Lead author Frederica Perera, director of the Columbia Center for Children's Environmental Health at the Mailman School of Public Health at Columbia University, said the study tracked the children of 253 non‐smoking inner-city women who gave birth from 1999 to 2006.
The mothers were exposed to polycyclic aromatic hydrocarbons released into air during incomplete combustion of fossil fuel such as diesel, gasoline, coal and other organic material, Perera said.
The researchers monitored air concentrations of polycyclic aromatic hydrocarbons and a polycyclic aromatic hydrocarbon-specific biomarker of exposure measured in maternal and umbilical cord blood, Perera said.
The mothers completed a detailed assessment of their child's behavior -- including symptoms of anxiety, depression or attention problems.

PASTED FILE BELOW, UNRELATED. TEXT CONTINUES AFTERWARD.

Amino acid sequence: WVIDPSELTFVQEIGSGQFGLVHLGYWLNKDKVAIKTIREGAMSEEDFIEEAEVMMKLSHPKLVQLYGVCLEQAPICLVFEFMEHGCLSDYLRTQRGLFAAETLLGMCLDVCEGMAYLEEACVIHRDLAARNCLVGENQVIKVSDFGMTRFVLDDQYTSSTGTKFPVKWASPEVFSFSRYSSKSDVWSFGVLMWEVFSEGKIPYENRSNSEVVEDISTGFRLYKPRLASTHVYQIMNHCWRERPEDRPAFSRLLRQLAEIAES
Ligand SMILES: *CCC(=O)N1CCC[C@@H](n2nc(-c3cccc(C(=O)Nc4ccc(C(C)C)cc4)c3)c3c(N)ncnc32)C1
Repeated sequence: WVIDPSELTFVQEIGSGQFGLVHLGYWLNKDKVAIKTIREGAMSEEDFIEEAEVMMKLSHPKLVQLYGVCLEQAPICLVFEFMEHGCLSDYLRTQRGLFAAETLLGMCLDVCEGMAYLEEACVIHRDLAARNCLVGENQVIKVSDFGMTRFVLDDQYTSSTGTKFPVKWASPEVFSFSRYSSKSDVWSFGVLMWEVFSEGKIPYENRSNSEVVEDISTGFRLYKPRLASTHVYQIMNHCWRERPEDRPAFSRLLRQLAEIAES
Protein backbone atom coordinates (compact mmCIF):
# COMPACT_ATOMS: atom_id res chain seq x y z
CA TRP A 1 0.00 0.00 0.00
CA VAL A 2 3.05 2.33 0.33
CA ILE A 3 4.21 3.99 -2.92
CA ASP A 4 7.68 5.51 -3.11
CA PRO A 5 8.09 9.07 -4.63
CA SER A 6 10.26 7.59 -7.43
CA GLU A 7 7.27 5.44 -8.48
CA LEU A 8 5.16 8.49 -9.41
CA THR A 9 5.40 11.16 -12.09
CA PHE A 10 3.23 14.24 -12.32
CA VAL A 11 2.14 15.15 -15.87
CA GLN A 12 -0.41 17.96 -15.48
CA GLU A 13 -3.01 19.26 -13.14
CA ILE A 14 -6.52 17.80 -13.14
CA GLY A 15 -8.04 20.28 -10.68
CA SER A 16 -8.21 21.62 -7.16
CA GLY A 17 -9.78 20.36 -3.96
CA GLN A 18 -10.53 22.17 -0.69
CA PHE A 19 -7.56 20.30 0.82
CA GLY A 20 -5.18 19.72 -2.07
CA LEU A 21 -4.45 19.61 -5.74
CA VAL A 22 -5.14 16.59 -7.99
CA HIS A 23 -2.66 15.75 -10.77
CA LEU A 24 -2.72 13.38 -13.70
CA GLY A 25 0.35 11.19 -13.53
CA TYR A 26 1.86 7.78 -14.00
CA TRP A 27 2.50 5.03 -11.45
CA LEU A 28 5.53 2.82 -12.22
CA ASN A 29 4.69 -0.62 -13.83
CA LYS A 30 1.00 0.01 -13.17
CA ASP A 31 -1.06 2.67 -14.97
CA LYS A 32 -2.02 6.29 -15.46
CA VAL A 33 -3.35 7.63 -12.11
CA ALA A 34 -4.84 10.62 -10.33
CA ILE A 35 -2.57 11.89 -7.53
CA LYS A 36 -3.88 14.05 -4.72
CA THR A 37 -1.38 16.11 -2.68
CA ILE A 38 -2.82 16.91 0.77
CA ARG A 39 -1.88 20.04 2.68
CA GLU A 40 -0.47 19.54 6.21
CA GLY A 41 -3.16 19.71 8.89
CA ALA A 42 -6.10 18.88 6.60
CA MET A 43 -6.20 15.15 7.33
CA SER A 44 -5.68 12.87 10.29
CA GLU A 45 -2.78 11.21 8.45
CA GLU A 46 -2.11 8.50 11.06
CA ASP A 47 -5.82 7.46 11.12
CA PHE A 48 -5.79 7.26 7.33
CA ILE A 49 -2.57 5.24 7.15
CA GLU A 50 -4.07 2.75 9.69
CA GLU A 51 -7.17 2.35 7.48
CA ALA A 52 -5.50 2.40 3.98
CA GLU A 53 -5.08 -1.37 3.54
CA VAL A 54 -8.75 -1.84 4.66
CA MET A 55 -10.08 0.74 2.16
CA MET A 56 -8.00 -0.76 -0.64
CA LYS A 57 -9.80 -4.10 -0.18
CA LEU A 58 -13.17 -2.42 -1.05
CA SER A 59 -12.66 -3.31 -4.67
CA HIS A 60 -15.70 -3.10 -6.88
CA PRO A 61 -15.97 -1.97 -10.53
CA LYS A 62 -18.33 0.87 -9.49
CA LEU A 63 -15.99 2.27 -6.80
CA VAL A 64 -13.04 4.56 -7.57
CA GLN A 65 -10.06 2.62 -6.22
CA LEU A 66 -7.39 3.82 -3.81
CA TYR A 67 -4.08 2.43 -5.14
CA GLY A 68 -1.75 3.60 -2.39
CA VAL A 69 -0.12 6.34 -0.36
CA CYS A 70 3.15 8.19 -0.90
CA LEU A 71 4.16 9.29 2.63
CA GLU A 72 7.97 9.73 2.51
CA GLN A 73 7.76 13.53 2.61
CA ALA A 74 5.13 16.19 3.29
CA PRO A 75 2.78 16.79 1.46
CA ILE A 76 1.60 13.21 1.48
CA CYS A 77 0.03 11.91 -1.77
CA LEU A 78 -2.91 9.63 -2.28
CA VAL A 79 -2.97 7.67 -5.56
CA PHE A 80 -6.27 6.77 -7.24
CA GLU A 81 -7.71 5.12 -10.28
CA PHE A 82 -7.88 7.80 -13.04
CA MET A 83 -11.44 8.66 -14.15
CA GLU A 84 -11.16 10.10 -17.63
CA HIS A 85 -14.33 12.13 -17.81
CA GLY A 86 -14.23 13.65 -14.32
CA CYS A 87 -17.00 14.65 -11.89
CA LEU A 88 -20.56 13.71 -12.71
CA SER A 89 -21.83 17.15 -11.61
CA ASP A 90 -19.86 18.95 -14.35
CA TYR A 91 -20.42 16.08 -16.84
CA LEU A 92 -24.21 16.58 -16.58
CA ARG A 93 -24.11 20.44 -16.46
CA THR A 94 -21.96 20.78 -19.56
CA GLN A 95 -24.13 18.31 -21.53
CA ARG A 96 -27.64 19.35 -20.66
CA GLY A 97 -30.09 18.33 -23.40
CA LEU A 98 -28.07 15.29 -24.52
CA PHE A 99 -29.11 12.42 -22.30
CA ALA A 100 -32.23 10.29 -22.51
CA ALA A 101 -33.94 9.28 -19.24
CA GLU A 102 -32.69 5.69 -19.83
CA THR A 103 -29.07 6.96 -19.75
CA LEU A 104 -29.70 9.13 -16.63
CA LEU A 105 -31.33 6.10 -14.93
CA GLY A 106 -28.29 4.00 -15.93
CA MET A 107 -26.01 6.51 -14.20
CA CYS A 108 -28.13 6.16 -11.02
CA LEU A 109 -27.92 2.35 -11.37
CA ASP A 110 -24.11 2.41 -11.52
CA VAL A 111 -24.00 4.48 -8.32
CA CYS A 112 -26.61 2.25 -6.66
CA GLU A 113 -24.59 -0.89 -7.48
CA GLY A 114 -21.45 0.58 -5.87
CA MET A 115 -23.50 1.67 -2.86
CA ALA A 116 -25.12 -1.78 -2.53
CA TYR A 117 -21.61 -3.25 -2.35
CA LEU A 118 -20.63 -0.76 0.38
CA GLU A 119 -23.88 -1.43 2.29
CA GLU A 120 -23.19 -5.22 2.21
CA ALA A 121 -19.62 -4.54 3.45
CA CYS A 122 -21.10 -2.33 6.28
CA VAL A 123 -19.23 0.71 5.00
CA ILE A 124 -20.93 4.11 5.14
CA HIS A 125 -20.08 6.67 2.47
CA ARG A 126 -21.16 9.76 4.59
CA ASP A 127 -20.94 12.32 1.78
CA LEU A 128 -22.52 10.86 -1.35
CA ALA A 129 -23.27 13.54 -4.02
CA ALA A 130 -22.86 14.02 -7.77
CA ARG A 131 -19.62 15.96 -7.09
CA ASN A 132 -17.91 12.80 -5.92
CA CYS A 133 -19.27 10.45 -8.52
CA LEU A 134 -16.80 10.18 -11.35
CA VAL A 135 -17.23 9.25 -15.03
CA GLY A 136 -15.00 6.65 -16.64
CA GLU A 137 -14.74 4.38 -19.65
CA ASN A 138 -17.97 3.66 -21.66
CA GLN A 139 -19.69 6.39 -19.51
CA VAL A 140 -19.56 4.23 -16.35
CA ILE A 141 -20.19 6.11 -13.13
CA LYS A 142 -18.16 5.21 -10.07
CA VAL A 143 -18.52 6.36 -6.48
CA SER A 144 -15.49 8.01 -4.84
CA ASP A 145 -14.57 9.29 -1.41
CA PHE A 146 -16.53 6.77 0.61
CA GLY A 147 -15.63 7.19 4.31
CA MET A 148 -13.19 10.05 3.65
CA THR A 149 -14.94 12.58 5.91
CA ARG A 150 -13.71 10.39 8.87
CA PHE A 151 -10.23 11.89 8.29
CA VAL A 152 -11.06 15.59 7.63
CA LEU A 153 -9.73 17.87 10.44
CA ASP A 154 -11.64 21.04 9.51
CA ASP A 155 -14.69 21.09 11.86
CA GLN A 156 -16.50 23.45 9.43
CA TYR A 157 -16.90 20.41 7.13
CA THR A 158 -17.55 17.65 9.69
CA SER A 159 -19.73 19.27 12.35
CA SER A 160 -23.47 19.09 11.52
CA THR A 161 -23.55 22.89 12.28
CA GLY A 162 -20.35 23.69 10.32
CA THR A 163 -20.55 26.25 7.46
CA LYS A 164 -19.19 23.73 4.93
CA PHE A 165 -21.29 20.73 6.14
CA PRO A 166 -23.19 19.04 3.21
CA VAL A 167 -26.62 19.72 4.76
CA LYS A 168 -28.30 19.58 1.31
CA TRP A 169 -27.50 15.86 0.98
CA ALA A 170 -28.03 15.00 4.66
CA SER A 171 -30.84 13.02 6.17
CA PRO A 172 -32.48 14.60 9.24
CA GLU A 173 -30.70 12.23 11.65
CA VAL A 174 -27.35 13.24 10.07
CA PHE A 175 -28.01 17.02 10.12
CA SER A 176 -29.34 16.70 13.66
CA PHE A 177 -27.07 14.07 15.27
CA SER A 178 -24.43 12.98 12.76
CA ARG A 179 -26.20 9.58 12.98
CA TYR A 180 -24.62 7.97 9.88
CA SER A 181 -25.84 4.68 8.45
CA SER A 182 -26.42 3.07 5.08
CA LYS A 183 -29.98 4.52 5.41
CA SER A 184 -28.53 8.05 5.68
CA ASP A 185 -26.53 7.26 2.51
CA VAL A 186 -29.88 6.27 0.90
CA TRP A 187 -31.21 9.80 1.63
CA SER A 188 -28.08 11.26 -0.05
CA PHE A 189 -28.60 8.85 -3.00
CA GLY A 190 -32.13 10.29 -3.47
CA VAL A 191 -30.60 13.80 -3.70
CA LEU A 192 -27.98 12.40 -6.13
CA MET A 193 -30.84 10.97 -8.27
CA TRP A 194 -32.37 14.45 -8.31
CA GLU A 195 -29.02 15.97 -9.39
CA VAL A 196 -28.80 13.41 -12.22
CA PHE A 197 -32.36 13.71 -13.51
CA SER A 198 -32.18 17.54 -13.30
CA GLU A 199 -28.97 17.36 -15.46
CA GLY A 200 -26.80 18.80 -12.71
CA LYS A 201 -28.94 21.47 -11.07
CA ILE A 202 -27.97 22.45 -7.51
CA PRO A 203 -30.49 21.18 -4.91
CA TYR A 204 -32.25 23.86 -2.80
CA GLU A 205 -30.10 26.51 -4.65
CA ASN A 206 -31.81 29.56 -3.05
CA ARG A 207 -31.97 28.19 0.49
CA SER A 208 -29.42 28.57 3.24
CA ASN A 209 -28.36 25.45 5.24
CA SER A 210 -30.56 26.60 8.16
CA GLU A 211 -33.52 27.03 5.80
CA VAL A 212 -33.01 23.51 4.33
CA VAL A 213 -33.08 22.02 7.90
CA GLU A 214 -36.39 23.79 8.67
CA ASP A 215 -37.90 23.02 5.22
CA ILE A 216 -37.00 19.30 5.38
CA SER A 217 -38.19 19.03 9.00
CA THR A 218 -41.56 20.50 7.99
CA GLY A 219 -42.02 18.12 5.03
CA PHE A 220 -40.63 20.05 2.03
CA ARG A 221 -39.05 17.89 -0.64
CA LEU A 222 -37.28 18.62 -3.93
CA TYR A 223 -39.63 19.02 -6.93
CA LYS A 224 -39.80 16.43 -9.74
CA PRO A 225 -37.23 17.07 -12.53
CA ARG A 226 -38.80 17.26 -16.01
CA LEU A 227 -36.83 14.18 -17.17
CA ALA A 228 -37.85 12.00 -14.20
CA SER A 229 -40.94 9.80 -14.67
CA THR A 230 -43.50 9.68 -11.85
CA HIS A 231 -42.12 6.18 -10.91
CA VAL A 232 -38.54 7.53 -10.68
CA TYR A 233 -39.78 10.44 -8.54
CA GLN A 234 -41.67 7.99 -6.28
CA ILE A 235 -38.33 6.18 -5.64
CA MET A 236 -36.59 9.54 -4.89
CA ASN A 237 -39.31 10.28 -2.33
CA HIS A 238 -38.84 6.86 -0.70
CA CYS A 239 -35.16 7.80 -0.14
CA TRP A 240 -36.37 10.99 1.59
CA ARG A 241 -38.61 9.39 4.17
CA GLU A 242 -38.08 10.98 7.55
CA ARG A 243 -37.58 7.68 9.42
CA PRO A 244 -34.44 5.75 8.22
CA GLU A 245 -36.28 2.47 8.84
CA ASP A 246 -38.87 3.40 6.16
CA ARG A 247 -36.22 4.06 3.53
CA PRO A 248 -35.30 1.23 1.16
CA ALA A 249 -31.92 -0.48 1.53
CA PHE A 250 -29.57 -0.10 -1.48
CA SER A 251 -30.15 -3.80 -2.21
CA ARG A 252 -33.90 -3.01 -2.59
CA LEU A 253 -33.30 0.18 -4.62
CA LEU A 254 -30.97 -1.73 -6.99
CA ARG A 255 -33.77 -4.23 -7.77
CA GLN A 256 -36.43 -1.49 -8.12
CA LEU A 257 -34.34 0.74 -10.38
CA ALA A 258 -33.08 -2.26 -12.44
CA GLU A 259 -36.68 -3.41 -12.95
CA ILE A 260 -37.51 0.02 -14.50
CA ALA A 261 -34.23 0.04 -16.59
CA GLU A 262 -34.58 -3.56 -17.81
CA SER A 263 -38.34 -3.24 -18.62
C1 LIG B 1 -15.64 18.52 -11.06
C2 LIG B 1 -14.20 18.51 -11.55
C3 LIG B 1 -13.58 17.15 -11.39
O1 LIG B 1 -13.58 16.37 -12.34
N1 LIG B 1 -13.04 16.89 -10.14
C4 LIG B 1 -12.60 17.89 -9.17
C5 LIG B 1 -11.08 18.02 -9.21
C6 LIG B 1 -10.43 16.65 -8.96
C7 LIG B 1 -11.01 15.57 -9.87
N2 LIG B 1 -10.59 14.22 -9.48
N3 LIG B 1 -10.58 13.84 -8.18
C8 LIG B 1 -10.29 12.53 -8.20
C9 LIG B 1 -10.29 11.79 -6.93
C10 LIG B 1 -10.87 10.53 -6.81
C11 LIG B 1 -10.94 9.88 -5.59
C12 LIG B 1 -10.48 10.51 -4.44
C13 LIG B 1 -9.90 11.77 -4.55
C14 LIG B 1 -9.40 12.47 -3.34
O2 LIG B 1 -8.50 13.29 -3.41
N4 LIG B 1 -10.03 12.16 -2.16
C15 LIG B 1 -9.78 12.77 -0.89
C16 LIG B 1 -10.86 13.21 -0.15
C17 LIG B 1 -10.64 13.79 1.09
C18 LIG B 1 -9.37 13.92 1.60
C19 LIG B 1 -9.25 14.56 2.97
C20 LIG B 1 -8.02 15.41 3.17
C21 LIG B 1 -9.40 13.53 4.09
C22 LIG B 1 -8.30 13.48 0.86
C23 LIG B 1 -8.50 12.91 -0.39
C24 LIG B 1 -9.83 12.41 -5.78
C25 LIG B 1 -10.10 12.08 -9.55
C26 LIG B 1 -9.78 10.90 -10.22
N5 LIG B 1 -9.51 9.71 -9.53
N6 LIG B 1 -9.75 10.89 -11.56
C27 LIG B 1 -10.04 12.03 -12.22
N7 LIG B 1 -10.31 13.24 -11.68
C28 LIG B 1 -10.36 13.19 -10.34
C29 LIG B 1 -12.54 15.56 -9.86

The study published in the journal Environmental Health Perspectives found high prenatal polycyclic aromatic hydrocarbons exposure, whether characterized by personal air monitoring or maternal and newborn cord adducts, was significantly associated with symptoms of anxiety/depression and attention problems.
"The results are of concern because attention problems and anxiety and depression have been shown to affect peer relationships and academic performance," Perera said in a statement.